|Portfolio||discipline, endurance, labor|
|Worship Times||When doing hard, repetitive work|
|Ideals||Trusting in patience and goodwill|
|Depiction||A man with dragon wings and wearing a drum|
|Holy Symbol||A drum with swords for drumsticks|
|Domains||Fire, Glory, Good, Healing, Strength|
|Subdomains||Ash, Honor, Legend, Redemption, Resolve, Resurrection|
|Favored Weapon||Bastard sword|
Be patient and slow to anger; rewards will come with time. Glory belongs to everyone who works hard and plays their part. Beware the temptation to put yourself above other people.
Jalder, also known as “Jay Dubya”, is the son of the goddess Saralek and a gold dragon who was once the emperor of all humanity. When Beuben learned of this, he cursed the gold dragon to die at the hands of a dark god, and their son Jalder to live in poverty as a human.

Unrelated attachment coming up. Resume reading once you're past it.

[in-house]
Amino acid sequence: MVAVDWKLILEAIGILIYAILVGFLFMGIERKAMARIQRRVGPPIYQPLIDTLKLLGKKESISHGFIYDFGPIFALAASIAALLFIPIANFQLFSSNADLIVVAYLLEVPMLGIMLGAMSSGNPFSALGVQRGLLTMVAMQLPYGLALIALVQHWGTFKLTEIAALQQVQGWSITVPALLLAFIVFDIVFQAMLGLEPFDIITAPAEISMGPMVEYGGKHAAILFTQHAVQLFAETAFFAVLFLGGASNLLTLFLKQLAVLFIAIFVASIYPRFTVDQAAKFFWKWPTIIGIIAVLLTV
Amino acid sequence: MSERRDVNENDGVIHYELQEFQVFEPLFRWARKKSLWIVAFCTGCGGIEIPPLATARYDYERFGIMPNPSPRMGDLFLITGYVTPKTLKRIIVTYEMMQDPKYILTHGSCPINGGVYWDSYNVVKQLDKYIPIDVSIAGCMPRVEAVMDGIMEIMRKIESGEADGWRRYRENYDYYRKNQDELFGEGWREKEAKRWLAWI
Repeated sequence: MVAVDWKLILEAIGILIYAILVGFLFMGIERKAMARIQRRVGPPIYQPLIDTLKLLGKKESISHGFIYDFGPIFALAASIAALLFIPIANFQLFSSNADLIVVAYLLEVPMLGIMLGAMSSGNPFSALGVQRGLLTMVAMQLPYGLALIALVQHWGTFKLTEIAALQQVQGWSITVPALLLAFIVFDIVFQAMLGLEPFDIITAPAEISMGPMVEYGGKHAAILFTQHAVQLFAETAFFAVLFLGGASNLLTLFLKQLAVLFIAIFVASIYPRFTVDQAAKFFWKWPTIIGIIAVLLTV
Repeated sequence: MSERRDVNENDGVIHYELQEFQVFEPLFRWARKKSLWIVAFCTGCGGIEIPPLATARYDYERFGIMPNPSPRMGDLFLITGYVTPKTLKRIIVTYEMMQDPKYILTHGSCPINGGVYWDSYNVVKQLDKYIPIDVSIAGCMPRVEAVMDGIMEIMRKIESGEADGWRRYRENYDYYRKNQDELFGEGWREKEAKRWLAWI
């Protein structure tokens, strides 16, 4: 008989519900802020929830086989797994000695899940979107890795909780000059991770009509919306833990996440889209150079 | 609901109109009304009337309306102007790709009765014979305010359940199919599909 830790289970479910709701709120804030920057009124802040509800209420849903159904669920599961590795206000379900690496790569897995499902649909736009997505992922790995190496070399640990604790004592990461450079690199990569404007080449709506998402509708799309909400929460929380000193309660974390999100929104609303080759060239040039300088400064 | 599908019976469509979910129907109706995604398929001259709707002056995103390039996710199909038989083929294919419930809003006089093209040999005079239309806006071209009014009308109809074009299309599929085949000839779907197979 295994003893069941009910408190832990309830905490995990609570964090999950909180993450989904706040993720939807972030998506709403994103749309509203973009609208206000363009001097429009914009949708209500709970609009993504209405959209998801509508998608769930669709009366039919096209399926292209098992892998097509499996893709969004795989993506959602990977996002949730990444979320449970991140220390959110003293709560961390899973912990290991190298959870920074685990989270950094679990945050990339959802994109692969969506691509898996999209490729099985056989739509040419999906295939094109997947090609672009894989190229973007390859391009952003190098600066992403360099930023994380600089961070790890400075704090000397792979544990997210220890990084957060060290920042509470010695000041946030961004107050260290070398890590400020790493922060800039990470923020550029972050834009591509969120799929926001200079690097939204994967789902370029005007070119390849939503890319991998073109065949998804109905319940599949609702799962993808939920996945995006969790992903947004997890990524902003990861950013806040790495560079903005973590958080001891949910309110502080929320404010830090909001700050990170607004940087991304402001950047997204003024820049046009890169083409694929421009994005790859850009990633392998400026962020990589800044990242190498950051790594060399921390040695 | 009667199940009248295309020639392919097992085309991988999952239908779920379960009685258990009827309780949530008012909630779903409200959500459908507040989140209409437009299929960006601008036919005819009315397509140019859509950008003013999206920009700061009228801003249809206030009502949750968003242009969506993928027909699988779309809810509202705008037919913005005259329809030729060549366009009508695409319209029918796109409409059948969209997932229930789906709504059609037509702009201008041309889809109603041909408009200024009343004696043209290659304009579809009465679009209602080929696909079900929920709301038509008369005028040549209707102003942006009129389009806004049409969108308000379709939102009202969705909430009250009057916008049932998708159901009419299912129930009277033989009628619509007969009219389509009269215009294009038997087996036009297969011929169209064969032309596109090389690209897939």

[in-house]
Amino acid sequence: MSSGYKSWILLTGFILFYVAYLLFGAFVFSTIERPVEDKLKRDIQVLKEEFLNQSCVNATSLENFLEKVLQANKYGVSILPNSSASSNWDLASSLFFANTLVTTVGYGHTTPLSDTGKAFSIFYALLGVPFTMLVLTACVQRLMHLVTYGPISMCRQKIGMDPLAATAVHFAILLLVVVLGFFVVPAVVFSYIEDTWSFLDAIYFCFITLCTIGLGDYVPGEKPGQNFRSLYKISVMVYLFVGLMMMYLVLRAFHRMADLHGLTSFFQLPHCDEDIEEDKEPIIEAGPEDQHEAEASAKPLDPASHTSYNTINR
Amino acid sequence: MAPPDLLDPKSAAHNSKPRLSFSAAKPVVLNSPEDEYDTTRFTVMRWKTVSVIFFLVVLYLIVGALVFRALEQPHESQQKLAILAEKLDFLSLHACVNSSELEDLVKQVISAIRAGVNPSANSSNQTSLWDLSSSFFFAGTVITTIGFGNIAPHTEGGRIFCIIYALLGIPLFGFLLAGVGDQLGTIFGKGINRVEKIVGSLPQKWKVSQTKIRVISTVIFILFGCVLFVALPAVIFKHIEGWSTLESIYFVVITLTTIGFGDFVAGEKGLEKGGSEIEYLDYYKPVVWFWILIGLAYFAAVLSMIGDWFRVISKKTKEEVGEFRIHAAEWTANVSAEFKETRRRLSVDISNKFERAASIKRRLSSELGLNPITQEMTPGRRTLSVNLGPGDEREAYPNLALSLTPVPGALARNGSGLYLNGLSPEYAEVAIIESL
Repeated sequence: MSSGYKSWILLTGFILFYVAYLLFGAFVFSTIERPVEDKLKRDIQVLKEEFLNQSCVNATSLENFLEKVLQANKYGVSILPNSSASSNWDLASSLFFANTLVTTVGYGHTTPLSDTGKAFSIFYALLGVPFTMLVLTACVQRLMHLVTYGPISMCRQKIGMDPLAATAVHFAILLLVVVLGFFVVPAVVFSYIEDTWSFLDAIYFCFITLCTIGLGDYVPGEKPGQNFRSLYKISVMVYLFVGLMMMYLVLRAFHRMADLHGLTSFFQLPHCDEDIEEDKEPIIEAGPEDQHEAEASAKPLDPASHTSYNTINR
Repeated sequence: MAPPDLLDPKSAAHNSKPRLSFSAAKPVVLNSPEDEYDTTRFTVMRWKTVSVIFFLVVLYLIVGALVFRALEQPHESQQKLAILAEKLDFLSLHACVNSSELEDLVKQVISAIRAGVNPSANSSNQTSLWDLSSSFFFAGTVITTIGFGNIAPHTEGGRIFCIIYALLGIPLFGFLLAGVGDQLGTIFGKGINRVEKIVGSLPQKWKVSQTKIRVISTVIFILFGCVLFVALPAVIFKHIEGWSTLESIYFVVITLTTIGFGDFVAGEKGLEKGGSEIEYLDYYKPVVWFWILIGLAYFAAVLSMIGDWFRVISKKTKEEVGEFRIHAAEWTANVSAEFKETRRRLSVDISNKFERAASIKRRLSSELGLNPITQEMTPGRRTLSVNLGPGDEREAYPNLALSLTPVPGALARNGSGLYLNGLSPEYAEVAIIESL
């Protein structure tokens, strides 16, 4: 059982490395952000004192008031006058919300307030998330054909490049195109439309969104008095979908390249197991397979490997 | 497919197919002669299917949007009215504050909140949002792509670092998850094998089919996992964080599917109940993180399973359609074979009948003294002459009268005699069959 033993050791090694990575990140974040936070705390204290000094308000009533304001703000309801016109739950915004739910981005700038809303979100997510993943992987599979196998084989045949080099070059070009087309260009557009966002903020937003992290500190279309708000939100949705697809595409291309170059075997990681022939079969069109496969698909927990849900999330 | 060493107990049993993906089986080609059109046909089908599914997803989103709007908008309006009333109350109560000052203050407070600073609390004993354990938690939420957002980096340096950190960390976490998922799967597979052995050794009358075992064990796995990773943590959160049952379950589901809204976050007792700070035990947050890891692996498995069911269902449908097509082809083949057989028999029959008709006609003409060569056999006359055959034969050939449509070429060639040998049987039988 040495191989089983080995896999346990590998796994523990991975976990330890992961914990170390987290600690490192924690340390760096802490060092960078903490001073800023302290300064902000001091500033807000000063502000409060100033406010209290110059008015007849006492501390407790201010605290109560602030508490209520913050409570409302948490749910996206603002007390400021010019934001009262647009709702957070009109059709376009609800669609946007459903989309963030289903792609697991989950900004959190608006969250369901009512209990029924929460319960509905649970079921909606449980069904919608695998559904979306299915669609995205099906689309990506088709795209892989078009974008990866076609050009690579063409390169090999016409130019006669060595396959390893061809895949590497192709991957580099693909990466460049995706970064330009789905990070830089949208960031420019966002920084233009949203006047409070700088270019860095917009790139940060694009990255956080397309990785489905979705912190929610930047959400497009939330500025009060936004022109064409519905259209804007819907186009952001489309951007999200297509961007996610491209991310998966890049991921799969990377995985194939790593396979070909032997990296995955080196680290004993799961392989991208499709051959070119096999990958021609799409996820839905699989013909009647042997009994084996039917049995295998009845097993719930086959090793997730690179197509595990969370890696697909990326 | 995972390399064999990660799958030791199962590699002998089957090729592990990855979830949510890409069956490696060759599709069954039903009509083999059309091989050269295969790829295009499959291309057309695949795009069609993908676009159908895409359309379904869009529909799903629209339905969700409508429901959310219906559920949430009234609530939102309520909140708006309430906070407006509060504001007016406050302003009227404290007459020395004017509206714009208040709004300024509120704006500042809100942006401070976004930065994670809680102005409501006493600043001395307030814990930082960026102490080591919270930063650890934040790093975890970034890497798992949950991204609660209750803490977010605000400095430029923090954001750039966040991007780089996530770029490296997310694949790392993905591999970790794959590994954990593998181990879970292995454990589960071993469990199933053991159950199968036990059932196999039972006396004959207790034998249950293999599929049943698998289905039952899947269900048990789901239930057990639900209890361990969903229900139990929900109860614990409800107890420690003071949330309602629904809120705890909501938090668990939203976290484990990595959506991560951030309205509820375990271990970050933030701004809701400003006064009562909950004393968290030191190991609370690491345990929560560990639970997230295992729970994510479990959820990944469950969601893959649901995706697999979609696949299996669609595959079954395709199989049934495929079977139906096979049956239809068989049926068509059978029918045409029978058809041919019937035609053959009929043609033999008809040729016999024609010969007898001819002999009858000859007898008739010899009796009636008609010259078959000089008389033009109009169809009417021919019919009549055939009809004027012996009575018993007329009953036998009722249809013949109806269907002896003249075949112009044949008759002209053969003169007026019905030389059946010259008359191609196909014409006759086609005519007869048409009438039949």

So Jalder was brought up by peasants who had almost nothing to give him. But, as a result of his divine heritage, the boy had superhuman strength, and an inability to tire. When the Last Dragon War began, Jalder took up arms and fought to defend humanity. His quest took him to a prophet of Exene, who revealed to Jalder his true heritage.
Armed with the knowledge of the truth, Jalder fought ceaselessly against dragons and demons alike. Finally he reached the dark god who slew his father, the gold dragon, and threw the dark god down at his feet. For that action, Beuben rescinded his decree, and raised Jalder up to true godhood as his adoptive son.
In the Holy Episcopate, the tale of Jalder is taken to be nothing but outright heresy. Saralek, they say, would never be unfaithful to Beuben. Besides, the timeline is wrong – the gold dragons were ruling only a single kingdom in the east by the time Jalder was supposedly born.
Jalder has a large following nevertheless. Peasants and laborers look up to Jalder as an epic hero from their own lowborn stock. Even in the Holy Episcopate they revere Jalder, though they are persecuted for doing so. Many of them are inspired by Jalder’s example to take up arms and become heroes themselves. Others do not, but still they are welcome in the faith. As the faithful of Jalder teach, glory belongs to everyone who works hard and plays their part.